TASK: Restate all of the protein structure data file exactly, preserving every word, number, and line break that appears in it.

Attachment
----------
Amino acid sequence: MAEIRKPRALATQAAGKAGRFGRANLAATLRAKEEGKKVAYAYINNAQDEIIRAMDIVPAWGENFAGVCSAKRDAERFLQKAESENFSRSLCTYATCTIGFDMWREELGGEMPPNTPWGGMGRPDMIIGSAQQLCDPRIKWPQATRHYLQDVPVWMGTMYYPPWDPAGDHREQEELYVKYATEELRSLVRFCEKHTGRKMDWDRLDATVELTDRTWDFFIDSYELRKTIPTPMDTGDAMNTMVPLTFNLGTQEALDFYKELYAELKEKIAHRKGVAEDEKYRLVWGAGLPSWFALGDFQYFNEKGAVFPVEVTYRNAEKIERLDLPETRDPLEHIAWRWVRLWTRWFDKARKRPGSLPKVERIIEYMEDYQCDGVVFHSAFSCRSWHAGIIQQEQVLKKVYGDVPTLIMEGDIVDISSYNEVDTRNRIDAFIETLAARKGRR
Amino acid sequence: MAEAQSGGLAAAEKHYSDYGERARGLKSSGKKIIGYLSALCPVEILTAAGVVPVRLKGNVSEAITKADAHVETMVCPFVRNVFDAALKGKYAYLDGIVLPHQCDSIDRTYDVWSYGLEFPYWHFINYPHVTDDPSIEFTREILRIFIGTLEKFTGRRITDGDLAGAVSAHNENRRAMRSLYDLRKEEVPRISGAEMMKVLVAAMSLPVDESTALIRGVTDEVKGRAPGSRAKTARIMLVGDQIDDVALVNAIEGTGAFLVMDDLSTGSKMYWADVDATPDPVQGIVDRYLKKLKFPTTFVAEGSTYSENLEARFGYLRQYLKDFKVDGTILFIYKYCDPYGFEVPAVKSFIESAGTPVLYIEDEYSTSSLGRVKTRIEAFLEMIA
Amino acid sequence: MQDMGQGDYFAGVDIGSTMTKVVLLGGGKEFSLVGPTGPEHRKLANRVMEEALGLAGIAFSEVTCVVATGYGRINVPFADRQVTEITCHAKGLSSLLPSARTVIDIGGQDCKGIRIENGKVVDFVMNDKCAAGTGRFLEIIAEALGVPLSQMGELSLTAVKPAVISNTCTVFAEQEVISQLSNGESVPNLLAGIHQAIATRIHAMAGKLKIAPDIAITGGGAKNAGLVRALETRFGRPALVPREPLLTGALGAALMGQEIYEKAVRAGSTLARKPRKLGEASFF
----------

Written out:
Amino acid sequence: MAEIRKPRALATQAAGKAGRFGRANLAATLRAKEEGKKVAYAYINNAQDEIIRAMDIVPAWGENFAGVCSAKRDAERFLQKAESENFSRSLCTYATCTIGFDMWREELGGEMPPNTPWGGMGRPDMIIGSAQQLCDPRIKWPQATRHYLQDVPVWMGTMYYPPWDPAGDHREQEELYVKYATEELRSLVRFCEKHTGRKMDWDRLDATVELTDRTWDFFIDSYELRKTIPTPMDTGDAMNTMVPLTFNLGTQEALDFYKELYAELKEKIAHRKGVAEDEKYRLVWGAGLPSWFALGDFQYFNEKGAVFPVEVTYRNAEKIERLDLPETRDPLEHIAWRWVRLWTRWFDKARKRPGSLPKVERIIEYMEDYQCDGVVFHSAFSCRSWHAGIIQQEQVLKKVYGDVPTLIMEGDIVDISSYNEVDTRNRIDAFIETLAARKGRR
Amino acid sequence: MAEAQSGGLAAAEKHYSDYGERARGLKSSGKKIIGYLSALCPVEILTAAGVVPVRLKGNVSEAITKADAHVETMVCPFVRNVFDAALKGKYAYLDGIVLPHQCDSIDRTYDVWSYGLEFPYWHFINYPHVTDDPSIEFTREILRIFIGTLEKFTGRRITDGDLAGAVSAHNENRRAMRSLYDLRKEEVPRISGAEMMKVLVAAMSLPVDESTALIRGVTDEVKGRAPGSRAKTARIMLVGDQIDDVALVNAIEGTGAFLVMDDLSTGSKMYWADVDATPDPVQGIVDRYLKKLKFPTTFVAEGSTYSENLEARFGYLRQYLKDFKVDGTILFIYKYCDPYGFEVPAVKSFIESAGTPVLYIEDEYSTSSLGRVKTRIEAFLEMIA
Amino acid sequence: MQDMGQGDYFAGVDIGSTMTKVVLLGGGKEFSLVGPTGPEHRKLANRVMEEALGLAGIAFSEVTCVVATGYGRINVPFADRQVTEITCHAKGLSSLLPSARTVIDIGGQDCKGIRIENGKVVDFVMNDKCAAGTGRFLEIIAEALGVPLSQMGELSLTAVKPAVISNTCTVFAEQEVISQLSNGESVPNLLAGIHQAIATRIHAMAGKLKIAPDIAITGGGAKNAGLVRALETRFGRPALVPREPLLTGALGAALMGQEIYEKAVRAGSTLARKPRKLGEASFF